Lebanese officials are holding their breath in worried anticipation of what might befall their country in the near future. The security and political situations already suggest that this small country may not be able to safely skirt the repercussions of events engulfing the region. It is now believed that Lebanon is not only being buffeted by the Syrian crisis, but also by the sectarian fighting in Iraq, which itself is now connected to events in Syria. The country is also being affected by the sometimes discreet, oftentimes open, and always wide-ranging tug-of-war between Saudi Arabia and Iran.
A new conviction seems also to be making its way through the corridors of political power in Lebanon, according to which the country will not succeed in averting a fall into the looming precipice — unless an Iranian-Saudi agreement were to be reached in this regard. Current political realities do not, however, point to such an eventuality in the near term, as the Iranian-Saudi conflict appears to be at a peak, with international and regional circumstances colluding to prolong it.
The conflict’s most dangerous aspect, as far as Lebanon is concerned, revolves around Tehran and Riyadh both having chosen, so it seems, to use the Levant as their battleground, while they endeavor to safeguard the Gulf from the repercussions there. Any damage to Gulf security will directly affect their domestic situations at the geopolitical, security and economic levels.
The chronicles of the conflict in the Levant — from Iraq across Syria and Lebanon to Palestine — confirm that both the Saudis and Iranians are immersed in a cold war-style confrontation. In Iraq, for example, the Saudis are encouraging the Sunni community to rise up against the government led by Prime Minister Nouri al-Maliki, an Iranian ally. In the meantime, the Iranian Revolutionary Guard is backing Maliki’s war against his opponents in Iraq’s Sunni triangle.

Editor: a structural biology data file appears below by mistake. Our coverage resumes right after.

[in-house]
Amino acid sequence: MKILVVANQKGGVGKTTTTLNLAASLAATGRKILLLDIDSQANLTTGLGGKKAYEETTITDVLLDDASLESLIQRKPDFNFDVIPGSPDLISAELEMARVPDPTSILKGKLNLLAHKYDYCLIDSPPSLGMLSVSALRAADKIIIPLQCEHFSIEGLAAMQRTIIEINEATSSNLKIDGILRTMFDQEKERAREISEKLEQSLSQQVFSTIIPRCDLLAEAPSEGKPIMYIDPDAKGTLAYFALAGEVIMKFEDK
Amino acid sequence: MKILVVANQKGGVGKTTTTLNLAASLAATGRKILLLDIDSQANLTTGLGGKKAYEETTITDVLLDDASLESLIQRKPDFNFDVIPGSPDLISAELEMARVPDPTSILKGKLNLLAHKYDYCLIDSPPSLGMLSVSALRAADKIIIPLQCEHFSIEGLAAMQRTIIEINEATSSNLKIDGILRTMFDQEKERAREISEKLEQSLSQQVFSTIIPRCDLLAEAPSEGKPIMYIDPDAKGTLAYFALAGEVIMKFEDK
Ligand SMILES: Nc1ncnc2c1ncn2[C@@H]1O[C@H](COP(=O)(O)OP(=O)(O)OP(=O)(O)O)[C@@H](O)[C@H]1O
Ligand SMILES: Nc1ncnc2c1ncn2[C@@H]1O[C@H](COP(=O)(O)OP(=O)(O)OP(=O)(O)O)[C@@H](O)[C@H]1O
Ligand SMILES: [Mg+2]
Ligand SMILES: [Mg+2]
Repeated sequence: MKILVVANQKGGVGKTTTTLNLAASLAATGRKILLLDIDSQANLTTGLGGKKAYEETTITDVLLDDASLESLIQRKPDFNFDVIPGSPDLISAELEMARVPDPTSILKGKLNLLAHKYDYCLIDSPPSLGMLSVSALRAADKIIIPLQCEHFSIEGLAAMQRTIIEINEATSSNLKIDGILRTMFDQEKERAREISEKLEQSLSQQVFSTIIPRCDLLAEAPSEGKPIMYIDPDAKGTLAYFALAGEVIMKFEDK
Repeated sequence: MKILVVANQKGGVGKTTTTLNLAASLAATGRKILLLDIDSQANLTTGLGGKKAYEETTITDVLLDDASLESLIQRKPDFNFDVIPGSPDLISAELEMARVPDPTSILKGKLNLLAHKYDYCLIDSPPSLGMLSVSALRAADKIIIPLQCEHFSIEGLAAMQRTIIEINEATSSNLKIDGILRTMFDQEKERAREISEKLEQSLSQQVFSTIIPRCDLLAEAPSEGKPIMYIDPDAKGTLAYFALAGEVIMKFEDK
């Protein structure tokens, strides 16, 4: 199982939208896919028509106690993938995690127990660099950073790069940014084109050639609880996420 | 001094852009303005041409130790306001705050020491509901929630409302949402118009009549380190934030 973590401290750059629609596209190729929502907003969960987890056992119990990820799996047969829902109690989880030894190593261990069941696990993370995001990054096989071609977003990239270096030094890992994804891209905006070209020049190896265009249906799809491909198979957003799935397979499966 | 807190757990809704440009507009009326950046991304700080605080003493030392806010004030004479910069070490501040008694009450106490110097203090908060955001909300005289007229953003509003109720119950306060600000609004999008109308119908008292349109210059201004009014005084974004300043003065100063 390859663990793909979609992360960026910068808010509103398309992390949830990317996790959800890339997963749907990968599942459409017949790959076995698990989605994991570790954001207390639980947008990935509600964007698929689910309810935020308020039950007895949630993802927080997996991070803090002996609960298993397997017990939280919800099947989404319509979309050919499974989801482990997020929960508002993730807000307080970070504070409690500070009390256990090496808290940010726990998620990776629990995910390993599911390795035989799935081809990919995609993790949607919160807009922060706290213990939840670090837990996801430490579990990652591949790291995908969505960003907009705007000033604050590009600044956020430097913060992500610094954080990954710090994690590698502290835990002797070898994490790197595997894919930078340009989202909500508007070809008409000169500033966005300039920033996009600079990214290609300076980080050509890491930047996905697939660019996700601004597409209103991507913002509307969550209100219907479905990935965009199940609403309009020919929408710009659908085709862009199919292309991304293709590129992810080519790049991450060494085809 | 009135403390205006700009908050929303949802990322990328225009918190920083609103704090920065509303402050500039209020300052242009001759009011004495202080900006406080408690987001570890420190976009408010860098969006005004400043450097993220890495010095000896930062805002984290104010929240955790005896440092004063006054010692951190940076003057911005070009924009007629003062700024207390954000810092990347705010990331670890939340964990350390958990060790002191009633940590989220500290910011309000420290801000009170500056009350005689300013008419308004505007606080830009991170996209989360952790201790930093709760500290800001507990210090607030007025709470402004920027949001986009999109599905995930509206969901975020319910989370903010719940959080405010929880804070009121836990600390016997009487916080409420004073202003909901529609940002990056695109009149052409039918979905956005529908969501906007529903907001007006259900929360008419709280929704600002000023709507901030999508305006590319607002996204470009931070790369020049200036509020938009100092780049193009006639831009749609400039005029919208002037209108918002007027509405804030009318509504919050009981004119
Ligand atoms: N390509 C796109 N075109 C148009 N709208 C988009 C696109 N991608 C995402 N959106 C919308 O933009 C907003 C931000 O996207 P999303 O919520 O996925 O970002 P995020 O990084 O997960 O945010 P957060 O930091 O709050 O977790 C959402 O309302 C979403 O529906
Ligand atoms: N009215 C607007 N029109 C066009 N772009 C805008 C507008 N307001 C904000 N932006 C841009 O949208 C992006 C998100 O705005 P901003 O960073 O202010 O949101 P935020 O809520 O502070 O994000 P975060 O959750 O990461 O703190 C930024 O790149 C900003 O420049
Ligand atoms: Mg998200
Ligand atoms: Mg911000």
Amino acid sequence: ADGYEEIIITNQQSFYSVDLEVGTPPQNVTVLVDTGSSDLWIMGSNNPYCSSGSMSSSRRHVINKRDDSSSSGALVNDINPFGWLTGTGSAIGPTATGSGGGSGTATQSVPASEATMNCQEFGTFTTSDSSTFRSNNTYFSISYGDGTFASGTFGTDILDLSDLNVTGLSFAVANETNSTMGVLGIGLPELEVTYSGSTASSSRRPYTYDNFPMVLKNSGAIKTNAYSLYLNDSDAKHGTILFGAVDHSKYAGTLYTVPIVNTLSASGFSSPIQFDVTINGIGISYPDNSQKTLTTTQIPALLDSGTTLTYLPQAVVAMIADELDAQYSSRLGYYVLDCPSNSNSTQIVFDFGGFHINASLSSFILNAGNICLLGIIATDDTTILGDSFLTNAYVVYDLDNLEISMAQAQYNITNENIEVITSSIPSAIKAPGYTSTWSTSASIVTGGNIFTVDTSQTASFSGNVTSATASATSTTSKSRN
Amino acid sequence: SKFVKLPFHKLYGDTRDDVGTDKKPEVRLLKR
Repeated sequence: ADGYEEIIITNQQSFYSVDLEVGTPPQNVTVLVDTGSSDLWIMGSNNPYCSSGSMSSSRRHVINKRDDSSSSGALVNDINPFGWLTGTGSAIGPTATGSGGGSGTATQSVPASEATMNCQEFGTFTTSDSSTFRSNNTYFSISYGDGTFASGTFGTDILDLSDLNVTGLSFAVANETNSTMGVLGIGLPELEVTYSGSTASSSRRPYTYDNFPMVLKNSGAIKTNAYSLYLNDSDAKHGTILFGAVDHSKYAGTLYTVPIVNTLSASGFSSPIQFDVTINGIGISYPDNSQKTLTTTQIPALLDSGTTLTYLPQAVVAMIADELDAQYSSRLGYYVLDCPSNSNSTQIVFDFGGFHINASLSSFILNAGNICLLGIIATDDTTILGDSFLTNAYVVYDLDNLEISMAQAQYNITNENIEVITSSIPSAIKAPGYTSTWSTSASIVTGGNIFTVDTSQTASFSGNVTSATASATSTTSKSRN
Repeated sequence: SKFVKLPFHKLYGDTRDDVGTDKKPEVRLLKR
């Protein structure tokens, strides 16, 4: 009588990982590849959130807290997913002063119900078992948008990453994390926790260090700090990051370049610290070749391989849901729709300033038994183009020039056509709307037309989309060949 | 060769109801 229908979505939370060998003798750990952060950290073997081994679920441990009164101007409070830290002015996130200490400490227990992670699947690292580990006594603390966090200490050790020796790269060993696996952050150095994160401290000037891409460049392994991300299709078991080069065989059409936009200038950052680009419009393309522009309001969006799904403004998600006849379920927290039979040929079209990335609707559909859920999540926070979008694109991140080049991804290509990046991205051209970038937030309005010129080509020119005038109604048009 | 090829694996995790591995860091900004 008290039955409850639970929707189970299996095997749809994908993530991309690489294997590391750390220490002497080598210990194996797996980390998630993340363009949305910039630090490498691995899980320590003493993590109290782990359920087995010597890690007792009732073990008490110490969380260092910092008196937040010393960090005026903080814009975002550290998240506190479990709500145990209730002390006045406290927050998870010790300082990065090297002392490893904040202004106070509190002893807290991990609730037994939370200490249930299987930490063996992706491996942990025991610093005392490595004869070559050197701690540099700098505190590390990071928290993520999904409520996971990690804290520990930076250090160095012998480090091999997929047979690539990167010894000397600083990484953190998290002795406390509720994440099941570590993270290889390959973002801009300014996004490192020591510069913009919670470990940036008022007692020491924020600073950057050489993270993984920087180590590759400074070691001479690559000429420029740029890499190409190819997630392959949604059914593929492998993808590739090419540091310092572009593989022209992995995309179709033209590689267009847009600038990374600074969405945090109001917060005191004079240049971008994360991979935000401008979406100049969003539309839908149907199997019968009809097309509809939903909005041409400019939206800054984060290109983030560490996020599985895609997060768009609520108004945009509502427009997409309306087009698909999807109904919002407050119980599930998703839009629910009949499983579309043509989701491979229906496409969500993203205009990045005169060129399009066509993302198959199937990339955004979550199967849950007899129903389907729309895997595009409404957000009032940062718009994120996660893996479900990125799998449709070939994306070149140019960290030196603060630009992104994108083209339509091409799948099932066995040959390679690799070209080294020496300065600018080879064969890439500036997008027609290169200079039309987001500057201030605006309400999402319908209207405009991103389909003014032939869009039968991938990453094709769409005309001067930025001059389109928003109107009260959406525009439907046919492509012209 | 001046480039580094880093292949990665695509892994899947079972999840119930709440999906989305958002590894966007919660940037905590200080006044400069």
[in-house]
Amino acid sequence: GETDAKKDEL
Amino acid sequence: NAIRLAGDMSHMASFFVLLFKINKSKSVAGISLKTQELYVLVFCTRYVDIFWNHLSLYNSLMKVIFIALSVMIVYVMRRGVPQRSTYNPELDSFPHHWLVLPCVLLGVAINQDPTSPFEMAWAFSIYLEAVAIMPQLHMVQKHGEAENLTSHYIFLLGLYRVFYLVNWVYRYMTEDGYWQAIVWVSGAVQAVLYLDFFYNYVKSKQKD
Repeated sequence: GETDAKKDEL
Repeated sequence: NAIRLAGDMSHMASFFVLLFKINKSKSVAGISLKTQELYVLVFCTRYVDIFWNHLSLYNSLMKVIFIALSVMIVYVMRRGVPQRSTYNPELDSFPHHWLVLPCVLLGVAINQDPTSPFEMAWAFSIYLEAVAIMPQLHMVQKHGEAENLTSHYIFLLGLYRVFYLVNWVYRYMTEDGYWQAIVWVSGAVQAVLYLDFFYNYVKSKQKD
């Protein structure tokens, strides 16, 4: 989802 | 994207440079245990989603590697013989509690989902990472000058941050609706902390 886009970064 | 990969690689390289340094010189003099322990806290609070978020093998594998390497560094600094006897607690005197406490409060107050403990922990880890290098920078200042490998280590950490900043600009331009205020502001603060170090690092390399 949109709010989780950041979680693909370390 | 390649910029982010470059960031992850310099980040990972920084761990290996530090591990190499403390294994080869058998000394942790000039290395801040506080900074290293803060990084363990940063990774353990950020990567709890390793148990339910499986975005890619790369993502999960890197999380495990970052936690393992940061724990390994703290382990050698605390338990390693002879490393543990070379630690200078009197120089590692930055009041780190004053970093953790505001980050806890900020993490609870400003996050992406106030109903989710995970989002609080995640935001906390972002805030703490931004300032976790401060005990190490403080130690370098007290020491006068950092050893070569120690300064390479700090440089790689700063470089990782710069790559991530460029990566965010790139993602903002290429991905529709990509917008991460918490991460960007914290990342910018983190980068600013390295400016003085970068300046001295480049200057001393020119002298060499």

In Syria, Iran’s support and arming of President Bashar al-Assad’s regime is equaled in intensity by Saudi Arabia’s sponsorship of the Syrian Sunni opposition, composed of an amalgam of Salafists and defecting officers who have joined the Free Syrian Army (FSA), the most prominent among the defectors being its chief of staff, Gen. Salim Idriss.
In Lebanon, Saudi Arabia has also decided to unequivocally declare its animosity toward Hezbollah, viewing it as Iran’s most important strategic ally in the Levant. With Hezbollah undertaking the currently most dangerous proxy mission for Iran — namely, bolstering Assad’s regime against Syrian opposition forces and the will of the Sunni Gulf states — Saudi Arabia has decided to treat the organization as an “enemy” and one of Riyadh's most prominent targets in its Levant war with Iran. The Saudis have now adopted a strategy in Lebanon of isolating Hezbollah internally, as well as increasing pressure on the party to force it out of Syria.
On the Palestinian front, Iran, in its confrontation with Riyadh and Washington, holds two cards: Hamas and Islamic Jihad. Following the Syrian crisis, Hamas’ bias toward the opposition there transformed it into a dubious ally as far as Iran was concerned. Nevertheless, in time, Tehran chose not to terminate its relationship with the movement and continues to carefully work toward establishing a new form of alliance with Hamas unaffected by their disagreement over Syria.
Iran would have never accepted this turn of events if it were not keen on maintaining a Palestinian card with which to put pressure on Riyadh and Washington, both of which are striving for a successful outcome to the latest negotiations between the Palestinians and Israelis, without the participation of Hamas. The Iranians hope to bring Hamas back into the fold by exploiting its sense of feeling of isolation as a result of Mohammed Morsi’s fall in Egypt, Saudi Arabia’s confirmed “political jihad” against the Muslim Brotherhood across the region and Hamas’ exclusion from the Palestinian-Israeli negotiations. In this regard, Iran has achieved limited — albeit adequate — success, which it exploits to demonstrate that it still has an important say in Palestinian affairs.
The Iranian-Saudi cold war is expected to rage for a long time still, with the Arab Levant as their battleground. Lebanon's internal fortitude has begun to show signs of not being able to withstand the consequences.
At times, Al-Monitor withholds the bylines of our correspondents for the protection of our authors. Different authors may have written the individual stories identified on this page.
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